A Saudi imam has been sentenced to 12-year jail after he led prayers on the grounds of the Hagia in Turkey.
Saudi rights organization `Prisoners of Conscience’ said Abdullah Basfar and awarded the sentence “in the context of accepting an invitation to lead worshippers in the courtyard of the Hagia Sophia mosque in Turkey.”
“We condemn the ruling… and we call on the authorities to release him unconditionally,” the monitor added.
Basfar was a renowned religious figure in the country, formerly holding an associate professorship in Sharia and Islamic Studies at King Abdulaziz University in Jeddah.
He was arrested in August 2020, after a video of him leading prayers at the famous Istanbul mosque back in 2014 spread online, according to Prisoners of Conscience.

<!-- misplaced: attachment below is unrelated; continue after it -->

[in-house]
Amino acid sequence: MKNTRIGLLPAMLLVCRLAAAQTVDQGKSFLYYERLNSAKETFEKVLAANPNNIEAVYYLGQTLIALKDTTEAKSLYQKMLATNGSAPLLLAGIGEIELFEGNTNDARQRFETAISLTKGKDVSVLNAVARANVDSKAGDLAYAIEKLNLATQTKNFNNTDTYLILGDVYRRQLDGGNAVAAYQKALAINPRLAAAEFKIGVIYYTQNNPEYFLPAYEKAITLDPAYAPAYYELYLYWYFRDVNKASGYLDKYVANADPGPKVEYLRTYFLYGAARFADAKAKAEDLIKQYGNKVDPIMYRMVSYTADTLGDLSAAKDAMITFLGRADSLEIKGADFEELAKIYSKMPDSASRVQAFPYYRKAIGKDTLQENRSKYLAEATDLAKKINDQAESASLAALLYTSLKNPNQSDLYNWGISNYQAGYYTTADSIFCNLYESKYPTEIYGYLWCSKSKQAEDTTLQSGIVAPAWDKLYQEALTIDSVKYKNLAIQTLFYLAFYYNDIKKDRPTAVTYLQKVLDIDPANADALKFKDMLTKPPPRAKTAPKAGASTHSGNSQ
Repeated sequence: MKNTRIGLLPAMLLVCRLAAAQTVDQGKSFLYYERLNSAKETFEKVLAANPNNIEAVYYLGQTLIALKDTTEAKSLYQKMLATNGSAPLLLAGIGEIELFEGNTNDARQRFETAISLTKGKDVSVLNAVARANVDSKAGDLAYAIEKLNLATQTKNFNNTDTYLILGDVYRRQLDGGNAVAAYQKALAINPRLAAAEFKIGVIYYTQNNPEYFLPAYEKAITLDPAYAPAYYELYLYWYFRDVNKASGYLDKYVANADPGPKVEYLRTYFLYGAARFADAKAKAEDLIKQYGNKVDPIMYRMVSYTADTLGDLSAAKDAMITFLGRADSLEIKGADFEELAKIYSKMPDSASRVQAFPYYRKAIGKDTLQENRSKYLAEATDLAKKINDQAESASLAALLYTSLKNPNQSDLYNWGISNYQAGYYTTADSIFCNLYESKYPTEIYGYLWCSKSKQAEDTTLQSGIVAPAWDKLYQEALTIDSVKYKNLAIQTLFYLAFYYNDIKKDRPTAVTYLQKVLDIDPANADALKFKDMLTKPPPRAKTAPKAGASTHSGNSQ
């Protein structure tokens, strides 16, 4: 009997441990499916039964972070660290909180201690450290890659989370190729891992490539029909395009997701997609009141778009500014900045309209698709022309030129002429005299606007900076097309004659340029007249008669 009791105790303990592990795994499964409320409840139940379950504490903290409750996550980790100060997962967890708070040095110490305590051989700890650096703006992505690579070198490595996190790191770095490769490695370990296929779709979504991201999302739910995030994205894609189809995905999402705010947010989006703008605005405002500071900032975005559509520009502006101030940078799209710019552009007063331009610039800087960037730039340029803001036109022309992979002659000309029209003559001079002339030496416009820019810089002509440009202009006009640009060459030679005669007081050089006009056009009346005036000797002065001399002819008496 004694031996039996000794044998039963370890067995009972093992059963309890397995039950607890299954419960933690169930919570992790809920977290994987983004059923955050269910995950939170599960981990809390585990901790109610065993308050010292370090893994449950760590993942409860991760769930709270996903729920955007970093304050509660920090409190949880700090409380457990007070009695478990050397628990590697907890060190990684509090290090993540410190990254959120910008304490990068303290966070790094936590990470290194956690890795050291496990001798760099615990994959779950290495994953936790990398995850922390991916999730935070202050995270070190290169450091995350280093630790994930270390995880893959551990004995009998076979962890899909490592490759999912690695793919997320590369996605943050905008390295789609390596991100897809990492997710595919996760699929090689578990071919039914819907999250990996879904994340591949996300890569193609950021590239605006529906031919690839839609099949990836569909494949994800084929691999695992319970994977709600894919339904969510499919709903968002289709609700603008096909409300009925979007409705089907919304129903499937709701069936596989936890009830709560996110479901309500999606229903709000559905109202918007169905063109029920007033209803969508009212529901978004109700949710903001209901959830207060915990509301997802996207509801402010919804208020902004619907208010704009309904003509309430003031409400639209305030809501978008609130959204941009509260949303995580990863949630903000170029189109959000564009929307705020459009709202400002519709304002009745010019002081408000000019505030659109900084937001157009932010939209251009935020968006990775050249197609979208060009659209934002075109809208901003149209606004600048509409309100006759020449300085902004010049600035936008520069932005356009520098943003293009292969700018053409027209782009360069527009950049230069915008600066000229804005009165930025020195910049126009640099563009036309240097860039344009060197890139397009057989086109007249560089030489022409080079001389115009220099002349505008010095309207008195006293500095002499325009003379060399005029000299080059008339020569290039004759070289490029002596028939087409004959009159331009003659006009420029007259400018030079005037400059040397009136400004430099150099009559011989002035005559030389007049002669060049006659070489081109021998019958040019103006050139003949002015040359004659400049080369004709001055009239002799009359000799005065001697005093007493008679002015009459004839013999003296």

He was held in pre-trial detention for two years, during which time he was harassed by interrogators.
It is unclear exactly what charges Basfar was convicted on.
His leading of prayer at the mosque in 2014 came during a deep low in Saudi-Turkish diplomatic relations.
Media reports said ties between the two countries had taken a massive hit a year earlier after a military coup spearheaded by Egyptian President Abdel Fattah al-Sisi ousted Egypt’s first democratically elected president, Mohamed Morsi.
Basfar’s leading of the prayers took place when the historic Hagia Sophia was still a museum before it was turned into a mosque by Turkish authorities in 2020.
The Hagia Sophia was founded as a Christian church under the Byzantine Empire in the sixth century but later became a mosque following the Ottoman conquest of Istanbul.
It was converted into a museum in 1935, after the founding of the secular Turkish republic – but after a long campaign by Turkish conservatives, it was turned back into a mosque in 2020.